The second volume (here bound in two) contains the first and second parts of the second book of the Summa accompanied by Cajetan's commentary. The third volume contains the third part of the Summa with Cajetan's commentary; in all three volumes, printed in double columns, Thomas's text in larger print is surrounded in various dispositions by Cajetan's commentary in smaller print. The third volume also contains "additions" to the Summa, that is, the Supplementum, or questions drawn from Thomas's commentary of the fourth book of the Sentences, compiled after Thomas died to complete the scheme of his unfinished work. This text has no commentary. Then follow Thomas's twelve quodlibetal questions and Svmmae theologiae D. Thomae Aqvinatis Sex copiosissimi indices (see catalogue n° 66 and n° 67). The first five indices are those printed in the Louvain edition published by Christopher Plantin (catalogue n° 62); to these is added a sixth, a "concordance of [seeming] contradictions" in Thomas's writings.

This concordance of seeming discordances indicates that, by 1581, Thomas Aquinas had come to receive the same reverent treatment as the canons of the Church, the holy Fathers, and the sacred Scriptures. And there is more. Following the indices to the Summa proper are a topical index to Cajetan's commentary; a topical index to Thomas's Quodlibeta; a topical index to the Opuscula of Cajetan; a topical index to Chrysostom Javellus' commentary on the first part of the Summa; and a "Catalogue of theologians, philosophers, orators, poets and others" cited in Thomas's writings. This catalogue expands the similar one that had been published in the Louvain edition (catalogue n° 62). Finally, in continuing signatures, the edition presents the Opuscula omnia of Cajetan (catalogue n° 66), which were anticipated by their index earlier in the volume. (In the Notre Dame exemplar, the third part of the Summa, the Supplementum and the quodlibetal questions are bound in a fourth volume, and the indices and Cajetan's treatises are bound in a fifth.) In the same year (1581), another printer in Lyon, Barthélemy Honorat, published the Sex copiosissimi indices, the accompanying indices and the Opuscula of Cajetan, as printed in the last volume in Ancelin's edition (Baudrier 4: 142). Doubtless he too collaborated with the Giunta publishers.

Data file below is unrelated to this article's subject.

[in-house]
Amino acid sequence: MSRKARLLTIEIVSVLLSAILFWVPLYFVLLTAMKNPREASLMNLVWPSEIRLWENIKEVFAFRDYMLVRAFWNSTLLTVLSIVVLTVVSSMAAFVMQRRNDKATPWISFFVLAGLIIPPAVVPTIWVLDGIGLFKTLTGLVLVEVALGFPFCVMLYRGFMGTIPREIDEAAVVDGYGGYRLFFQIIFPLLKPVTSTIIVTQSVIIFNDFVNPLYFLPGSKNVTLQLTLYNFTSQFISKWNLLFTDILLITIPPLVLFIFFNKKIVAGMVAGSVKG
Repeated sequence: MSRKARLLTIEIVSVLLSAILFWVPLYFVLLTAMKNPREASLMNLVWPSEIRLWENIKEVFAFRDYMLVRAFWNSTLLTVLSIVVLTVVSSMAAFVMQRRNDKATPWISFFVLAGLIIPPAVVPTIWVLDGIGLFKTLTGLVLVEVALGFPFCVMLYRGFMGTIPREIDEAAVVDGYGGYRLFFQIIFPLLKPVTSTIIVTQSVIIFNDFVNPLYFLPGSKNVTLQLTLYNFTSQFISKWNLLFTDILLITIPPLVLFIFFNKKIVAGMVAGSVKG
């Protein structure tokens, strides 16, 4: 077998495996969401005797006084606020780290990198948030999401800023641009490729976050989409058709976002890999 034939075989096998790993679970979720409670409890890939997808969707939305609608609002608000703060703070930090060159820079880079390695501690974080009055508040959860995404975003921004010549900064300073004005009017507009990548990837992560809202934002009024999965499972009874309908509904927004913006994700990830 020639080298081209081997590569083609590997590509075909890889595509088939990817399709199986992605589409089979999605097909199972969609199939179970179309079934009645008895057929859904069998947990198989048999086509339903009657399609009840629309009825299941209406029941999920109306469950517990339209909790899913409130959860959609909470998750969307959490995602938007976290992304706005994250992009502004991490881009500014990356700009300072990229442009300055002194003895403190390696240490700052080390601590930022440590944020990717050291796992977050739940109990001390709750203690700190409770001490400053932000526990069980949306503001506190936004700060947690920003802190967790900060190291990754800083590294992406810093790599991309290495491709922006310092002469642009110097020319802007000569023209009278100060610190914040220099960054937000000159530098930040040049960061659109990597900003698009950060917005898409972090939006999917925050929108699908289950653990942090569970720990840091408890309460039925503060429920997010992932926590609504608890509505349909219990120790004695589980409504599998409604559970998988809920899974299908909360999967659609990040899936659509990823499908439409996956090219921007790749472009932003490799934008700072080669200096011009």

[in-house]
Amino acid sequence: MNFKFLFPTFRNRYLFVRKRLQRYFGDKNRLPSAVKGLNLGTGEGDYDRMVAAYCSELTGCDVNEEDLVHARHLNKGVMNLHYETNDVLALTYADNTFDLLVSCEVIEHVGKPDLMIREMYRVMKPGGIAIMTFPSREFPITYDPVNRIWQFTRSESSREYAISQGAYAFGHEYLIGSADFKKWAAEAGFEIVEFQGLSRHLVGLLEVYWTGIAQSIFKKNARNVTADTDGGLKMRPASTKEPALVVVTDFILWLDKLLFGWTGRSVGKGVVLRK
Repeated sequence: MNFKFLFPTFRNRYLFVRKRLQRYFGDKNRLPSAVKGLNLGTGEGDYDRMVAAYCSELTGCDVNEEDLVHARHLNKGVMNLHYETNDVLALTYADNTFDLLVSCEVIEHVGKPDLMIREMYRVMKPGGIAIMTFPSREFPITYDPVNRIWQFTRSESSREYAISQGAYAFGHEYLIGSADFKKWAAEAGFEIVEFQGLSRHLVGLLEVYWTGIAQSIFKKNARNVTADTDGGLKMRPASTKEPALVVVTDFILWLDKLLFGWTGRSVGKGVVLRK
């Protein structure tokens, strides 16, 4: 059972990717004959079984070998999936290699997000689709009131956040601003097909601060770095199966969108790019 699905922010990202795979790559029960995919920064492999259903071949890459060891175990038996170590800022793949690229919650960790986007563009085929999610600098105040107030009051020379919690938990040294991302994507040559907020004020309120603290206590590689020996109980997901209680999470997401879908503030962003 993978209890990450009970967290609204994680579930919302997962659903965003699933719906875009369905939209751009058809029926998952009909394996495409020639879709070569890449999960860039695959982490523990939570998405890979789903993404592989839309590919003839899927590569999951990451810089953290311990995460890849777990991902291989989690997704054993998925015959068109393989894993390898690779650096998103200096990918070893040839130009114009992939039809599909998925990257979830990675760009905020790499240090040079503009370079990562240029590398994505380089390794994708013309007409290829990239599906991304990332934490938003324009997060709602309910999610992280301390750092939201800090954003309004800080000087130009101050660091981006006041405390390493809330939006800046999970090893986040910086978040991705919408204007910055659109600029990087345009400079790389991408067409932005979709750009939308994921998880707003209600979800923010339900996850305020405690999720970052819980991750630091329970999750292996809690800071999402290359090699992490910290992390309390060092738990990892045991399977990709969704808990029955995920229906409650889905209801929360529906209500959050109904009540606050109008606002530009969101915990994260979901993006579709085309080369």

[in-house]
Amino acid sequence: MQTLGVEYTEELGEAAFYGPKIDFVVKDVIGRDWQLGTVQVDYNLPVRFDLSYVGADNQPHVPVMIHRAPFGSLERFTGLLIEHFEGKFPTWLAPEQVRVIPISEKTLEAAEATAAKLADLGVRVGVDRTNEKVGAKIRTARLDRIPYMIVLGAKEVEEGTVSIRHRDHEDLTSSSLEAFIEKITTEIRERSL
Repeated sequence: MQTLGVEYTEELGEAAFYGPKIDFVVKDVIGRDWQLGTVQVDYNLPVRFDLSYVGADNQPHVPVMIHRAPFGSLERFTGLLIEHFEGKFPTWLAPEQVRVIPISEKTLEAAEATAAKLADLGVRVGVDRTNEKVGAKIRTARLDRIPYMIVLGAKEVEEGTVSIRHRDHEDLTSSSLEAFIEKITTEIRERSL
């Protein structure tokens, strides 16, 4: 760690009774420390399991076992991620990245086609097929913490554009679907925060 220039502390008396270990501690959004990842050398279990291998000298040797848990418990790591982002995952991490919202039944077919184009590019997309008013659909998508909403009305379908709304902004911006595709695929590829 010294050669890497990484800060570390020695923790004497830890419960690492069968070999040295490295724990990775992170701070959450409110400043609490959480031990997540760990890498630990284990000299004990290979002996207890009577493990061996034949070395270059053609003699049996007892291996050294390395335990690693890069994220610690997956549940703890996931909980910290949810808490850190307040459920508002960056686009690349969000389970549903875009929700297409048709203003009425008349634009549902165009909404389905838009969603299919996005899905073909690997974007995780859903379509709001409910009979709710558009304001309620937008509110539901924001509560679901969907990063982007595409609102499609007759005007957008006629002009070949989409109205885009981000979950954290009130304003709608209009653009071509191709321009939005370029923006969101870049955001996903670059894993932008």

The assembly of Thomas's texts, commentaries on his Summa theologiae and apparatus for reading them printed in this edition constituted a late sixteenth-century library of thomistica. All of the items and more were printed in later encyclopedic sets published by Jeanne Giunta's cousins in Venice, Jacopo and Filippo Giunta (catalogue n° 66 and n° 67). The business relations between the Giuntas in Venice and Lyon were close, which explains the exchange of texts between them. Indeed, it was Filippo Tinghi, who had married into the family and was a counsellor to the brothers in Venice, who was sent to Lyon after Jacopo's death to protect the family's interests there.

References: Adams 1: 50 nos 1437, 1439; Baudrier 6: 337-69 (Jeanne Giunta, Tinghi); IA 3/3: 300 (Thibault Ancelin); Kaeppeli no 2881 (treatise of Leonardus de Pistorio); Quétif-Échard 2/1: 104b-5b (Chrysostom Javellus).

Catalogue No. 63
Call Number: Rare Books B 765 T361st 1581a
     Catalog Record